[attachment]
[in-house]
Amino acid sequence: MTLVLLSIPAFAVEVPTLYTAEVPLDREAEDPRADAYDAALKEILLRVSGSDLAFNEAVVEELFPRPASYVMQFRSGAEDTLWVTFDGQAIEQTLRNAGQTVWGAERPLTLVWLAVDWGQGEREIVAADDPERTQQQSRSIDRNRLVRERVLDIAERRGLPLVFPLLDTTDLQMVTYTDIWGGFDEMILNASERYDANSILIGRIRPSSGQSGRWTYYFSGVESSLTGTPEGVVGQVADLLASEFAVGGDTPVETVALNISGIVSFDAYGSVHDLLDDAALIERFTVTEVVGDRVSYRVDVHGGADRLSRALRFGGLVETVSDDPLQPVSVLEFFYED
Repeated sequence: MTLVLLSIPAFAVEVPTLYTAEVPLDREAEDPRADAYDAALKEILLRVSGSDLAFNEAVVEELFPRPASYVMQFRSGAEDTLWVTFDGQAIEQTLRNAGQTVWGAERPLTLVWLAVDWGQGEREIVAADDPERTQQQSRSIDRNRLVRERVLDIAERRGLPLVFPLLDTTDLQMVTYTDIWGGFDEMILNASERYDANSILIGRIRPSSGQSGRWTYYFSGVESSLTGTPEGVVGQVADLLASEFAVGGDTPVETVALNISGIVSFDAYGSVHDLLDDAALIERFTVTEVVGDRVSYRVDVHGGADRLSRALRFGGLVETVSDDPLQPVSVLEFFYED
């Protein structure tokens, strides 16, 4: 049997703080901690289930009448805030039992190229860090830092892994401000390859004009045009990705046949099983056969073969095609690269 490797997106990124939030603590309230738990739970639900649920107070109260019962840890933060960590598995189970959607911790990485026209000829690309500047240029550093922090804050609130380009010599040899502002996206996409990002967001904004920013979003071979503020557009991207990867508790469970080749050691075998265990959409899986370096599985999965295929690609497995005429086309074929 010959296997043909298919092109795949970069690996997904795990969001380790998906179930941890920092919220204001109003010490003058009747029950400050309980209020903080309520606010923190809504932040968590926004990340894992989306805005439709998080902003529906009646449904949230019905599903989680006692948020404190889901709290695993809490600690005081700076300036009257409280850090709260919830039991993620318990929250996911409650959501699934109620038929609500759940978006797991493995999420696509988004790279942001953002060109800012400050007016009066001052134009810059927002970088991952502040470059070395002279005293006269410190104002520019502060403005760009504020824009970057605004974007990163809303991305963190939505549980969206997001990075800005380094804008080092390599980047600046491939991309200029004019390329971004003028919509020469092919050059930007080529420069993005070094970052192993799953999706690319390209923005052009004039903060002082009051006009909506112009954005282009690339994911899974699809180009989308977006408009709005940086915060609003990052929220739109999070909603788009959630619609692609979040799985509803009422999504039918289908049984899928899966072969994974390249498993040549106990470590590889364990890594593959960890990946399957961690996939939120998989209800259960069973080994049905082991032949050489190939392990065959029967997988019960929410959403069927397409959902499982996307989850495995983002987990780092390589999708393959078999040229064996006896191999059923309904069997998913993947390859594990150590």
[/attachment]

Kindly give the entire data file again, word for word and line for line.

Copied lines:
[in-house]
Amino acid sequence: MTLVLLSIPAFAVEVPTLYTAEVPLDREAEDPRADAYDAALKEILLRVSGSDLAFNEAVVEELFPRPASYVMQFRSGAEDTLWVTFDGQAIEQTLRNAGQTVWGAERPLTLVWLAVDWGQGEREIVAADDPERTQQQSRSIDRNRLVRERVLDIAERRGLPLVFPLLDTTDLQMVTYTDIWGGFDEMILNASERYDANSILIGRIRPSSGQSGRWTYYFSGVESSLTGTPEGVVGQVADLLASEFAVGGDTPVETVALNISGIVSFDAYGSVHDLLDDAALIERFTVTEVVGDRVSYRVDVHGGADRLSRALRFGGLVETVSDDPLQPVSVLEFFYED
Repeated sequence: MTLVLLSIPAFAVEVPTLYTAEVPLDREAEDPRADAYDAALKEILLRVSGSDLAFNEAVVEELFPRPASYVMQFRSGAEDTLWVTFDGQAIEQTLRNAGQTVWGAERPLTLVWLAVDWGQGEREIVAADDPERTQQQSRSIDRNRLVRERVLDIAERRGLPLVFPLLDTTDLQMVTYTDIWGGFDEMILNASERYDANSILIGRIRPSSGQSGRWTYYFSGVESSLTGTPEGVVGQVADLLASEFAVGGDTPVETVALNISGIVSFDAYGSVHDLLDDAALIERFTVTEVVGDRVSYRVDVHGGADRLSRALRFGGLVETVSDDPLQPVSVLEFFYED
């Protein structure tokens, strides 16, 4: 049997703080901690289930009448805030039992190229860090830092892994401000390859004009045009990705046949099983056969073969095609690269 490797997106990124939030603590309230738990739970639900649920107070109260019962840890933060960590598995189970959607911790990485026209000829690309500047240029550093922090804050609130380009010599040899502002996206996409990002967001904004920013979003071979503020557009991207990867508790469970080749050691075998265990959409899986370096599985999965295929690609497995005429086309074929 010959296997043909298919092109795949970069690996997904795990969001380790998906179930941890920092919220204001109003010490003058009747029950400050309980209020903080309520606010923190809504932040968590926004990340894992989306805005439709998080902003529906009646449904949230019905599903989680006692948020404190889901709290695993809490600690005081700076300036009257409280850090709260919830039991993620318990929250996911409650959501699934109620038929609500759940978006797991493995999420696509988004790279942001953002060109800012400050007016009066001052134009810059927002970088991952502040470059070395002279005293006269410190104002520019502060403005760009504020824009970057605004974007990163809303991305963190939505549980969206997001990075800005380094804008080092390599980047600046491939991309200029004019390329971004003028919509020469092919050059930007080529420069993005070094970052192993799953999706690319390209923005052009004039903060002082009051006009909506112009954005282009690339994911899974699809180009989308977006408009709005940086915060609003990052929220739109999070909603788009959630619609692609979040799985509803009422999504039918289908049984899928899966072969994974390249498993040549106990470590590889364990890594593959960890990946399957961690996939939120998989209800259960069973080994049905082991032949050489190939392990065959029967997988019960929410959403069927397409959902499982996307989850495995983002987990780092390589999708393959078999040229064996006896191999059923309904069997998913993947390859594990150590």